Insurance Institute on The Best Child Booster Seats
The Insurance Institute for Highway Safety is reviewing the best child booster seats for the third time and finds consumer choices are increasing. Consumer Affairs reports that booster seats are used on four to eight year olds who outgrow child car seats, but who are still too small to be securely held safely by a seat belt, which is engineered for the adult body.
In all, researchers looked at 72 booster seats based on how well they fit the existing seat belt in the vehicle. A belt too high could cause a child to harm his neck in a Florida car accident. A shoulder belt that is uncomfortable often ends up behind the child where it does absolutely no good.
A good booster seat will route the lap belt across the upper thighs of the child and the shoulder belt at mid shoulder. A crash test does not give any information about how well the booster seat performs, so crash tests were not conducted. This is the first time that the number of Best Bet or Good Bet booster seats outnumbered the poor performers.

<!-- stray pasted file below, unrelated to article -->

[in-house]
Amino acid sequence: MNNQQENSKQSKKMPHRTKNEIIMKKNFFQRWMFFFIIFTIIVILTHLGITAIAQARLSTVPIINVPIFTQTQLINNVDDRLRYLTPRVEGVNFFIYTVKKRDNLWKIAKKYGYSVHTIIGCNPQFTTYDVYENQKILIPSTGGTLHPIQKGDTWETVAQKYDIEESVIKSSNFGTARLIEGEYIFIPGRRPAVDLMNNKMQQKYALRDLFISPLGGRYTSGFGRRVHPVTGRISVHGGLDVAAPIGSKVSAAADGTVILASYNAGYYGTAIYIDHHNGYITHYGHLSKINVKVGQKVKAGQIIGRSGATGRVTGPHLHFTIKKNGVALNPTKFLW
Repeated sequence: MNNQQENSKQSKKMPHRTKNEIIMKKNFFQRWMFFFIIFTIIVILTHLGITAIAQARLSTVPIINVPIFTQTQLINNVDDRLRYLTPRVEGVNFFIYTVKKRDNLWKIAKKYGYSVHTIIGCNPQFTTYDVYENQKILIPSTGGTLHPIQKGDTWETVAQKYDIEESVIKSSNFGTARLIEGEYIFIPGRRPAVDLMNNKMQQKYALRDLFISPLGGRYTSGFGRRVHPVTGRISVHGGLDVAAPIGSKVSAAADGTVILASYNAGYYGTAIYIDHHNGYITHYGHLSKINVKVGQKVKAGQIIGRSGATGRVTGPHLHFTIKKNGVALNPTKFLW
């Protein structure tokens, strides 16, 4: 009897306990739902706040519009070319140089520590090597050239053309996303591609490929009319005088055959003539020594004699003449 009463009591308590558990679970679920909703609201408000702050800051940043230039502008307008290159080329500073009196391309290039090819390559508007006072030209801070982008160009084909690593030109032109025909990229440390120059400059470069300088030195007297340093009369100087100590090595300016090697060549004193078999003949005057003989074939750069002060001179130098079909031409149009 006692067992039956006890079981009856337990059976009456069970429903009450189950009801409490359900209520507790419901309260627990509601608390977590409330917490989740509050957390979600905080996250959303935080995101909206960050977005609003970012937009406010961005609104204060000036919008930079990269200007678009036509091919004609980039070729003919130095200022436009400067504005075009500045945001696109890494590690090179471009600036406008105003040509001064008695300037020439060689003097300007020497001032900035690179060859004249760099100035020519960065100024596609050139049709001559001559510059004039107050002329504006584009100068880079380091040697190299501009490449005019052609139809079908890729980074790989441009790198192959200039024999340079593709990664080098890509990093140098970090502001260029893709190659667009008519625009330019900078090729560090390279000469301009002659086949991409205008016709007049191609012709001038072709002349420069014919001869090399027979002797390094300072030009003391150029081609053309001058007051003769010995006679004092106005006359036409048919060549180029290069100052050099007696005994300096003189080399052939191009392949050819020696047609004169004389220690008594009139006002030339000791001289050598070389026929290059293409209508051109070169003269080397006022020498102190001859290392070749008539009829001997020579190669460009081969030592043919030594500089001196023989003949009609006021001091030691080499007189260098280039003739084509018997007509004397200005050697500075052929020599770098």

“Now more than ever manufacturers are paying attention to belt fit, and it’s showing up in our ratings,” said Anne McCartt, the Institute senior vice president for research. Last year only nine of the 60 seats evaluated earned a Best Bet nod.
Thirty-six of the booster seats however fell in the middle range because they don’t consistently fit well in a variety of cars, including SUVs and minivans. What should parents look for in assessing a Best Bet? The Institute says a bad fit is when a lap belt rides up on the stomach and the shoulder belt rubs against a child’s neck or falls off the shoulder.
Consumer Affairs has a list of Best Bets, Good Bets and those not recommended.